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134
It is helpful to start the discusaion by looking at how wave data
can be obtained in tbe region of the harbor. In general, there is very
little onedimensional wave data available on which to base a wave
climate, and almost no directional data. Either an extensive gaging
program extending ten to twenty years must be establiabed, or the
designer must go to a synthetic climate obtained through hindcast
techniques. In the deep water case, significant progress ha" been made
in the development of bindca~t models, especially in predicting
spectral characteristics. Several models are listed in Table I. In
applications involving large storms, the root mean square (RMS) error
in prediction is of the order of 1 meter, which is generally
satisfactory for climate estimates of extremes. These models require
very large computers. A major limitation in the application of the
models is lack of knowledge of the meteorology, particularly on the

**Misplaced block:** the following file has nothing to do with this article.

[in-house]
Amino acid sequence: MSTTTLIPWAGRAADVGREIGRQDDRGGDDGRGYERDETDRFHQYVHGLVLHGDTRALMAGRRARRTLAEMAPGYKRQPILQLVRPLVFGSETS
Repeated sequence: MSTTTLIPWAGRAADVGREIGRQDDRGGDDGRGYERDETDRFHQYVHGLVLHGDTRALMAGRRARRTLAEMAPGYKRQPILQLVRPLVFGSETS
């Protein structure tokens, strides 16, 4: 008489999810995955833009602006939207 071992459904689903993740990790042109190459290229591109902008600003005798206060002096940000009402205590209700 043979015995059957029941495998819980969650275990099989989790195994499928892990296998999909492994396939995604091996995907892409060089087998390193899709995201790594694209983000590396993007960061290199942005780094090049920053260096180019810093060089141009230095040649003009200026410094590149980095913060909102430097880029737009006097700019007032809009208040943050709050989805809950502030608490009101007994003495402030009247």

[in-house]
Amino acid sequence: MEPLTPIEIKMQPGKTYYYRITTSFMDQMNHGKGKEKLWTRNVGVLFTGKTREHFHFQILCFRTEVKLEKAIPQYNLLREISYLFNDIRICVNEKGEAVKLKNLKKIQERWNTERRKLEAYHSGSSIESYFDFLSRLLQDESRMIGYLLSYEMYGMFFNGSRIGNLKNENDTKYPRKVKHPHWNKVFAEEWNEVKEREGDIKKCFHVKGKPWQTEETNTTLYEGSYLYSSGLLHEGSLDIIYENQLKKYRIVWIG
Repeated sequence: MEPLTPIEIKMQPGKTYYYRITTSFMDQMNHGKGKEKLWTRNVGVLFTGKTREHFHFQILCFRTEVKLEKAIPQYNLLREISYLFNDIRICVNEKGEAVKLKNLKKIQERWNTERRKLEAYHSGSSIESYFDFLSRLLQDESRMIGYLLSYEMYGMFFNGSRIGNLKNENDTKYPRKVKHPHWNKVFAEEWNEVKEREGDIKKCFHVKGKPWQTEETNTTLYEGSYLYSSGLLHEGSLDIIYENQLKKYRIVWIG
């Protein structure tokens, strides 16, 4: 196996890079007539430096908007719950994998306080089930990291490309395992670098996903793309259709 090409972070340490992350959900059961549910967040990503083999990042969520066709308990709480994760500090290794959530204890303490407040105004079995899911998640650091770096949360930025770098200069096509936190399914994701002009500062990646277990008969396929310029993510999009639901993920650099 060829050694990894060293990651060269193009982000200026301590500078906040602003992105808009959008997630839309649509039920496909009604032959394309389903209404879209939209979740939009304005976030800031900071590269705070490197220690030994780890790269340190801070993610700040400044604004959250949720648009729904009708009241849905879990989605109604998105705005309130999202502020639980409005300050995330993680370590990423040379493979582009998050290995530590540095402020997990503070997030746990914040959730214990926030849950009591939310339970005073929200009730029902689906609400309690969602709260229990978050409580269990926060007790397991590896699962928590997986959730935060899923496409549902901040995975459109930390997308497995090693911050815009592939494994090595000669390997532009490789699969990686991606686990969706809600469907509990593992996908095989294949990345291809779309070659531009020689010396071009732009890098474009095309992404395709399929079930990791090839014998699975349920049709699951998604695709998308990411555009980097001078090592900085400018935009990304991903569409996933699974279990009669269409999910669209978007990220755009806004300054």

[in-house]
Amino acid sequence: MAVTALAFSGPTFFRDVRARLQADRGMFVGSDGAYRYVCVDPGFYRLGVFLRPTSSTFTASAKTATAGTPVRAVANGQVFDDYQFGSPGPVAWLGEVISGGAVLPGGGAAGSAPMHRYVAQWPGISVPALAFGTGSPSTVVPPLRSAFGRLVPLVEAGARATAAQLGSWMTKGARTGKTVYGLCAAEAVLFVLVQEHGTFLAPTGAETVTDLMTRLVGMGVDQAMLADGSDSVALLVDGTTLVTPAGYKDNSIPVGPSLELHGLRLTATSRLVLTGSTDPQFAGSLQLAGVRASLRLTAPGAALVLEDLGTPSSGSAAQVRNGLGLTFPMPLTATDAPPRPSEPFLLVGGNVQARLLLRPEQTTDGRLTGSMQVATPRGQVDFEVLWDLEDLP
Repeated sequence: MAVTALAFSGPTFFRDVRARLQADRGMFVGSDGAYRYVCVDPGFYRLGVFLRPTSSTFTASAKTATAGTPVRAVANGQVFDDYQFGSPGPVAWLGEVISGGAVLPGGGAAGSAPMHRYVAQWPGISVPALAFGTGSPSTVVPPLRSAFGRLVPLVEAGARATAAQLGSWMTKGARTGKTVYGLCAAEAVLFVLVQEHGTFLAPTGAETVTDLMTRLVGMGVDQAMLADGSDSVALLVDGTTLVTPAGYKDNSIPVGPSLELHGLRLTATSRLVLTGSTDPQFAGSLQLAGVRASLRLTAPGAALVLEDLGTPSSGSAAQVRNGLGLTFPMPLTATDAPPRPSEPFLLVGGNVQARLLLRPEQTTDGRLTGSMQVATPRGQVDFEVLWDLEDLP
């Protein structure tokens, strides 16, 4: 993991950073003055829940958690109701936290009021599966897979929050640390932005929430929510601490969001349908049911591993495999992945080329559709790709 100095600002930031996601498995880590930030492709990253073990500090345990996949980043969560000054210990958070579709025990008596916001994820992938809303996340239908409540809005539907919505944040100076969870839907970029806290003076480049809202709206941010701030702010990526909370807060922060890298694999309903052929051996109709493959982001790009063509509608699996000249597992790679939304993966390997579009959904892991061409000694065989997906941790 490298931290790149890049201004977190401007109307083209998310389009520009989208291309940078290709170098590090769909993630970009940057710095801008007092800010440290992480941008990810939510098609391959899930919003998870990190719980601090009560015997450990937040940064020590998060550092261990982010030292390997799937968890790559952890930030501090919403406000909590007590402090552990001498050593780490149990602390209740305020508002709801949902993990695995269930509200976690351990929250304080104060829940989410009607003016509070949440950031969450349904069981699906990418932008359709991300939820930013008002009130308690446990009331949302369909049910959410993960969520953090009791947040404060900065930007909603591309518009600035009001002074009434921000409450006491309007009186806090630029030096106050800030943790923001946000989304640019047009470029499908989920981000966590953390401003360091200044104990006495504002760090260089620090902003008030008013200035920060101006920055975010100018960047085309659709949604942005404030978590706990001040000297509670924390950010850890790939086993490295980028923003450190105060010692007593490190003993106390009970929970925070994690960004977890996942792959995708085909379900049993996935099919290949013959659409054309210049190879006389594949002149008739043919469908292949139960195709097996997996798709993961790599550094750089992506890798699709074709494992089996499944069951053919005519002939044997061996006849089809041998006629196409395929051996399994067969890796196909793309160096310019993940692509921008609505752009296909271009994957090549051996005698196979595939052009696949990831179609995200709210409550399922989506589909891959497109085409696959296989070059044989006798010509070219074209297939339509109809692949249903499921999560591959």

oceanic scale.
The next stage, if simulations must be used, is to begin modeling
wave growth, transformation, and decay in shallow water. Modeling may
be needed even if some gage data are available. If the bathymetry is
complex, or if strong currents are present, gage data tends to be
sitespecific and not readily extrapolated or interpolated. These
modeling problems will be discussed in the next section.
Although the limitations of gaging need to be recognized,
significant advances have been made in instrumentation to make it
reliable and reasonable in cost. Remote sensing techniques can also be
very useful. The example of sidelooking imaging radar given in Figure
1 shows in great detail patterns of refraction, diffraction, and
breaking. Many of these instruments can operate in poor weather
conditions, and can give a designer an improved picture of wave
activity in the port area. Because the bathymetry may be complex and
the wave field irregular, data from remote sensing systems may be
useful in deciding where to place gages and in interpreting gage